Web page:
This month, we’re going on a literary safari to West Africa, by way of The Bafut Beagles, a delightful book by Gerald Durrell. Mr. Durrell, who passed away a couple of years ago, was born in India to British parents in 1925. During his childhood, he and his family lived in several different places in Europe, including the Greek island of Corfu. From the time he was a small boy, the author knew that he wanted no other career than one having to do with animals. He studied them from an early age, and eventually realized his dream of having a zoo of his own, the Jersey Wildlife Preservation Trust, on the Channel Island of Jersey. During the course of establishing his zoo, Mr. Durrell made numerous collecting trips to various exotic locales, and slowly gathered the animals that would grace his faunal establishment.
In 1949, Durrell and his assistant headed for the West African country of the Cameroons to see what sort of animals they could acquire. They decided to concentrate on the inland, mountainous region of the country, having collected animals from the coastal rain forest area on an earlier expedition. The region covered in this trip would be the area known as Bafut, a back-country Eden blessed by a healthful climate, masses of rare native fauna, and a most engaging ruler, known as the Fon of Bafut.
Durrell writes thus in The Bafut Beagles:
“In order to hunt for the various members of the Bafut fauna I employed, besides the four hunters the Fon had supplied, a pack of six thin, ungainly mongrels, who, their owners assured me, were the finest hunting dogs in West Africa. I called this untidy ensemble of men and dogs the Bafut Beagles. Although the hunters did not understand the meaning of the title they grew extremely proud of it, and on one occasion I heard a hunter, when arguing with a member of the local population, proclaim in shrill and indignant tones, “You no go shout me like dat, ma friend! You no savvy dat I be de Bafut Beagle?”
Durrell goes on to relate the adventures to be had in collecting a plethora of animals, all of which are referred to as “beef” by the natives. Here is a brief excerpt from a passage dealing with the capture of a dwarf mongoose, which the hunters decided to smoke out of its hole.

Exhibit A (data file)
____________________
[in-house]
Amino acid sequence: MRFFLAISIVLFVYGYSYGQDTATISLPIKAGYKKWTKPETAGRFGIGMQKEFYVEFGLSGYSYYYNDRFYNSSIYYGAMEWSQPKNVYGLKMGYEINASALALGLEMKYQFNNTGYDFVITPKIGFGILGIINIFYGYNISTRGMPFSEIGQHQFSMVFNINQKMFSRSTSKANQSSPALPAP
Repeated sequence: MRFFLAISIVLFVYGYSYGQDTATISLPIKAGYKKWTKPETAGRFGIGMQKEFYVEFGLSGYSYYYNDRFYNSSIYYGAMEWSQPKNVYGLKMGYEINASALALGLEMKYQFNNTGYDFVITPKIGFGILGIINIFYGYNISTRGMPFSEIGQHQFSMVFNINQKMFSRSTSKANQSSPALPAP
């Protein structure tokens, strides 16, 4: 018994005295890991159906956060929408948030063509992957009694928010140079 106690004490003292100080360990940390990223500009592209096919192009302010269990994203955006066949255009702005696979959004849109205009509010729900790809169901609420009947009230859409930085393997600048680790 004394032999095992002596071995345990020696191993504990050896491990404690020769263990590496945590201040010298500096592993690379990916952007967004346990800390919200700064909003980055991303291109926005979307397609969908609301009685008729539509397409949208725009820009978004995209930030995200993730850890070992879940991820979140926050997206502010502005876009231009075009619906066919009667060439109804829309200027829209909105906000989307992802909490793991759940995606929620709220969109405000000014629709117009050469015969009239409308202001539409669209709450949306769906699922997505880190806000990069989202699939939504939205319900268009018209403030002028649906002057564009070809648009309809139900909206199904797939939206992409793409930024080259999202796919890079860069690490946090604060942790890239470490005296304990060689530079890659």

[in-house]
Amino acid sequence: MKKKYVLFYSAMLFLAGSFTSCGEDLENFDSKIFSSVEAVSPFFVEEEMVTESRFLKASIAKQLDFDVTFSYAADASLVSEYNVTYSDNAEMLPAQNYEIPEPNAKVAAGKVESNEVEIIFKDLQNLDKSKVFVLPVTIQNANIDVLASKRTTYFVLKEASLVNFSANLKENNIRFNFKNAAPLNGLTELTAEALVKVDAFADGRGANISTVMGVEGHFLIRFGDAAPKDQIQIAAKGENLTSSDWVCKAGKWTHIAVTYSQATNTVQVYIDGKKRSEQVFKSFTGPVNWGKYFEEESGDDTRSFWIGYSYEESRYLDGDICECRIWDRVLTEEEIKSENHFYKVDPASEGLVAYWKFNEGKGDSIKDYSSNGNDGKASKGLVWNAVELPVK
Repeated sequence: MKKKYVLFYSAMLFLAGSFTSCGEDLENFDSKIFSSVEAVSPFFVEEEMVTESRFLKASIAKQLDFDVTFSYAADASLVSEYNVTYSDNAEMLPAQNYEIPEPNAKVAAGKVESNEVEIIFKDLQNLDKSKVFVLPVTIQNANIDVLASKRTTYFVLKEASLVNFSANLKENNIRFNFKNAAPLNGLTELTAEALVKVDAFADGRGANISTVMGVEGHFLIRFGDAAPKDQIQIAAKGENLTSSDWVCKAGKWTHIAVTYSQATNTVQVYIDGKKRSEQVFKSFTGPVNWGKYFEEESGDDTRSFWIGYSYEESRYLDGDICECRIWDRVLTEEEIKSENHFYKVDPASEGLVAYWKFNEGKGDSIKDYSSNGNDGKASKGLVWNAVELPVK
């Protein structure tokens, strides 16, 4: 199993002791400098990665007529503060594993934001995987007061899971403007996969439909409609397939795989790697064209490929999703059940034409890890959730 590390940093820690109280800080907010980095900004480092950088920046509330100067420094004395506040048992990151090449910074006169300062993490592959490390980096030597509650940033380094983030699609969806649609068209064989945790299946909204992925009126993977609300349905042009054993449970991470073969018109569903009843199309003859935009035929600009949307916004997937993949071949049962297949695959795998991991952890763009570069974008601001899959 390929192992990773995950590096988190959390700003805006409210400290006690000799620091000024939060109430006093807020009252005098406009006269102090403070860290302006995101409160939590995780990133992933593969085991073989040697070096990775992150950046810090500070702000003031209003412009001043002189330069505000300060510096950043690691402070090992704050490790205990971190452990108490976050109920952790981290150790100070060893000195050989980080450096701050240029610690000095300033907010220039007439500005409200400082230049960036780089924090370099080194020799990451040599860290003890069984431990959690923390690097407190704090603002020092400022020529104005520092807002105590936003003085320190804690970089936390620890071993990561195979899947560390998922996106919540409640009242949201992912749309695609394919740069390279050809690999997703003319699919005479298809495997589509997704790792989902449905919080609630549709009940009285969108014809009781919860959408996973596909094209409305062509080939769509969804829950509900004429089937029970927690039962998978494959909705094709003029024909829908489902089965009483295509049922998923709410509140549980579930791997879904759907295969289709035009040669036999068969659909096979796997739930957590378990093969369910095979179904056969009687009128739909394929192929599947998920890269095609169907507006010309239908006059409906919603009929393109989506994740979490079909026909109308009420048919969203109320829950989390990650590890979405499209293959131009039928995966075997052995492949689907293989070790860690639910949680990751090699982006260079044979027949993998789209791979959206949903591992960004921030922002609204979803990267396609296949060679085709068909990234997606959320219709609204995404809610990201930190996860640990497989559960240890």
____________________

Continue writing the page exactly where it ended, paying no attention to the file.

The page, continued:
“The first whiff of smoke had hardly drifted in among the rocks when the beast shot out of the hole and into the net with such force that the net was torn from its moorings, and the animal rolled down the slope into the long grass, carrying the net with it. The dogs scrambled after it, barking with excitement, and we followed close on their heels, yelling threats as to what punishment they would receive if they harmed the quarry. However, the beast hardly needed our help, for it was perfectly capable of looking after itself, as we soon found out. It shook itself free of the folds of netting and rose up on its hind legs, revealing itself as a small, slim ginger-coloured mongoose about the size of a stoat. It stood there swaying slightly from side to side, its mouth wide open, uttering the most ear-piercing shrieks I have ever heard from an animal of that size. The dogs pulled up short and surveyed it in consternation. ... Then, suddenly, their courage failed them, and they all turned tail and fled up the hill, leaving the mongoose standing on its hind legs in the field of battle, panting slightly, but still able to screech taunts at their retreating tails.”
The mongoose is eventually subdued and taken back to base camp, along with an amazing number of other creatures. From squirrels to skinks, bush cats to galagos, rock hyraxes to hairy frogs, the African bush springs vividly to life under Durrell’s pen. The Bafut Beagles is one of this writer’s most enjoyable and informative books - be sure to read all about it!
Copyright © 2003, S. Halversen.
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